Peter Hibbard - on being a sculptor

Peter Hibbard sculptures

Did you always want to be a sculptor?

As a boy I wanted to know how to use my hands to make things. It was acquiring craft skills and discovering techniques for handling different materials which first interested me, then came the separate challenge of developing design skills at Loughborough University, where I was then given the opportunity to change direction and start to become a sculptor.

What was your first piece of sculpture?

A woodcarving of a thin figure leaning forward in the wind. It was made from part of a piece of wood I'd salvaged from a garden bonfire at Quorn Hall, my former Hall of Residence when I was a student, and it's still on the hall table at home.

When did you first exhibit sculpture?

I had 7 pieces selected for a show when I was only in my second year as a student, then, in 1966, exhibited several pieces in my former home city, Sheffield, when the city celebrated being one of the venues for the football world cup matches, and I began to show regularly in London from 1970.

What is your favourite material?

Although I often used to have pieces cast in bronze and once even had a reputation for making work from plastics, I now prefer to carve directly, mainly using stone and with some recent pieces combining both wood and stone in the same sculpture.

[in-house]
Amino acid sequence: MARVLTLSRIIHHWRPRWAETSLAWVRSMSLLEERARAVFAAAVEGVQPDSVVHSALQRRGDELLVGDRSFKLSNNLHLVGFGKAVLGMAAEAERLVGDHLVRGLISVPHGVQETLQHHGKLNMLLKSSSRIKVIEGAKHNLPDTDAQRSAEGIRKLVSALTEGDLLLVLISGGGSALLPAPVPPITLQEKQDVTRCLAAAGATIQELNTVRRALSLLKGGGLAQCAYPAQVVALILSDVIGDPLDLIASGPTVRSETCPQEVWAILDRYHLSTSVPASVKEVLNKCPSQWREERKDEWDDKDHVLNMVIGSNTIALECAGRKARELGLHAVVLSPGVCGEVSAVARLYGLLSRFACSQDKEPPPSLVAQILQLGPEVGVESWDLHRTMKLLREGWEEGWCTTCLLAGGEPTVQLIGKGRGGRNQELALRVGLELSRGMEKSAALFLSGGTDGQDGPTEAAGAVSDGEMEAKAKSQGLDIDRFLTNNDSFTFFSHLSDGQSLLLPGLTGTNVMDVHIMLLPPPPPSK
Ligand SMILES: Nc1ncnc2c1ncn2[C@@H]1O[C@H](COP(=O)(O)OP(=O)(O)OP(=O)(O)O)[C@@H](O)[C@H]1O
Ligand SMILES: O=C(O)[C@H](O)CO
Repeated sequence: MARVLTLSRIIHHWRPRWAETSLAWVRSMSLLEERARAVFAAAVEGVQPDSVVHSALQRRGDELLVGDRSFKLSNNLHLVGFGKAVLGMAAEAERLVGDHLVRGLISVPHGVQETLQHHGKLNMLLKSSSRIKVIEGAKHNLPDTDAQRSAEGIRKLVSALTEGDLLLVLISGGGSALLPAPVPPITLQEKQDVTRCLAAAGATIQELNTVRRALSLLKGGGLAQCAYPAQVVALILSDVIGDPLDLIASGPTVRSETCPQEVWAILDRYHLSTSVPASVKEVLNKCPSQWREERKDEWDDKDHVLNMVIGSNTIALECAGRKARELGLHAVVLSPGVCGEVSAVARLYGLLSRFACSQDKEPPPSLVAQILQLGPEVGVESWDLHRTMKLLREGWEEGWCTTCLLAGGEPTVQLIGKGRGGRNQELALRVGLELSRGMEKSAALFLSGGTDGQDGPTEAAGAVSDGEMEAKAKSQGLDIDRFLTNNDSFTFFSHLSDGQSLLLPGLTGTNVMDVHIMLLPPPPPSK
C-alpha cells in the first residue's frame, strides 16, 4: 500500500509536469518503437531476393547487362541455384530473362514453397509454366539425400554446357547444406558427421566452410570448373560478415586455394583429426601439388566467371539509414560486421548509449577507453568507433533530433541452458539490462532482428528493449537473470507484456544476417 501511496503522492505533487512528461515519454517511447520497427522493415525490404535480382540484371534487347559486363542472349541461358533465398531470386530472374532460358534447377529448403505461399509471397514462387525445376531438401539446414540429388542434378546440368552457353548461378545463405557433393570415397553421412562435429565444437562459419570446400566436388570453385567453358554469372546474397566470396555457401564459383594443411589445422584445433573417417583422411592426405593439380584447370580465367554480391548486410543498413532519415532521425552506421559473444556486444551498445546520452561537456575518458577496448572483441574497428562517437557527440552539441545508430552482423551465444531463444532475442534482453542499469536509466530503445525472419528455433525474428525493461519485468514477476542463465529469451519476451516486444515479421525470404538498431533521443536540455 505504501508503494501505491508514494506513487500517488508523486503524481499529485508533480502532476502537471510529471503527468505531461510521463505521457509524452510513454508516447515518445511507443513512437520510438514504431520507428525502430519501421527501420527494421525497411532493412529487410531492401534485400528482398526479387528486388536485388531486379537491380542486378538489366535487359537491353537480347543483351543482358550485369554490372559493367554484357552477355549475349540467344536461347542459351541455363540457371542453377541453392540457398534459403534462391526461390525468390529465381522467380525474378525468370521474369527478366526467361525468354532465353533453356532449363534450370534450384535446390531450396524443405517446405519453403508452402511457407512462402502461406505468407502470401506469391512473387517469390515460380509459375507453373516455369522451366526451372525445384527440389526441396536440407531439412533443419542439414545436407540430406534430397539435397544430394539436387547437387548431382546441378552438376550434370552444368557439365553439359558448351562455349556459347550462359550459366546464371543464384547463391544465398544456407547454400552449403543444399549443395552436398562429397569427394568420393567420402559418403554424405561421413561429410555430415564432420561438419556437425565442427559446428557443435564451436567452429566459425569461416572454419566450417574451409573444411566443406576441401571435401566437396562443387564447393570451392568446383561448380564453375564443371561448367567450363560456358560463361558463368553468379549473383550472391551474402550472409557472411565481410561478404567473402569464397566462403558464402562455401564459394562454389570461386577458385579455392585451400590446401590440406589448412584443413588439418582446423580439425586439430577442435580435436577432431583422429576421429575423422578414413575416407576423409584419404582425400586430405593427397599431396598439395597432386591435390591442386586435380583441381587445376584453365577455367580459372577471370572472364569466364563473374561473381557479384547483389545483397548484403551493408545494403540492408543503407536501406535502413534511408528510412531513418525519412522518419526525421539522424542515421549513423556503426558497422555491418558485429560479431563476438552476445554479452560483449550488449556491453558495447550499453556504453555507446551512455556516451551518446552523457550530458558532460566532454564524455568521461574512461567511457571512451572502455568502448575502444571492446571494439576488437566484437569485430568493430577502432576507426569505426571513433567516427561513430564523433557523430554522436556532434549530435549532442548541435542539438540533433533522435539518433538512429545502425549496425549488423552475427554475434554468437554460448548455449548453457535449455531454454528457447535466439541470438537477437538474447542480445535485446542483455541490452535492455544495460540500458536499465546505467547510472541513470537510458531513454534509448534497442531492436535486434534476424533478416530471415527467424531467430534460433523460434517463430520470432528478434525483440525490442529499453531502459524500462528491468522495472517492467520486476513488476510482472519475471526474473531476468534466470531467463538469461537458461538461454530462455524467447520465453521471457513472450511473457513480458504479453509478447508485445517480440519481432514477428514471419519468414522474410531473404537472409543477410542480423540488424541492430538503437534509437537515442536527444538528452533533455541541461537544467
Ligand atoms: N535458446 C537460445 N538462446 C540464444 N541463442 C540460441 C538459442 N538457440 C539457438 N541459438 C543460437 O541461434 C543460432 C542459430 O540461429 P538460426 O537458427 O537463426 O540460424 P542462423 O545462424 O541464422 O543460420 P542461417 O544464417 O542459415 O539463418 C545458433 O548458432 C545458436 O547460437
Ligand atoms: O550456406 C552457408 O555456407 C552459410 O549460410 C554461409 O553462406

Where do you get the different coloured stones?

Some pieces are bought straight from quarries, but, for about 30 years, I have selected most of my stone from Nigel Owen's stock yard in Northamptonshire, England.

Do you start with a drawing?

Sketching is a good way of jotting down early ideas for potential sculptures but it certainly isn't the only way to begin new work, as sculpture is so fundamentally different from drawing. Three dimensional sketches can be made, perhaps using clay or plaster, though simply looking at things and thinking about one's ideas is all that may be needed before creating the actual sculpture.

How many sculptures have you made?

I know how many pieces have usually sold each year and how many years I have been working, so I can confidently say over 400, but I am not certain what the exact figure will be.

What's your favourite piece?

In different ways, I like all the sculptures which are still in my studio, but 'Venus' is the most fun to touch. When making a new piece of sculpture, it is, temporarily, one of my favourite pieces of work, but I live with the constant hope that I am just about to produce my finest work, so my absolute favourite piece hasn't yet been produced – and I am happy with that.

When is your next open studio event?

The first weekend in August, Saturday 4th and Sunday 5th 2012. You would be very welcome. It has become an annual event which gives visitors the opportunity to see work in the context of the workshop.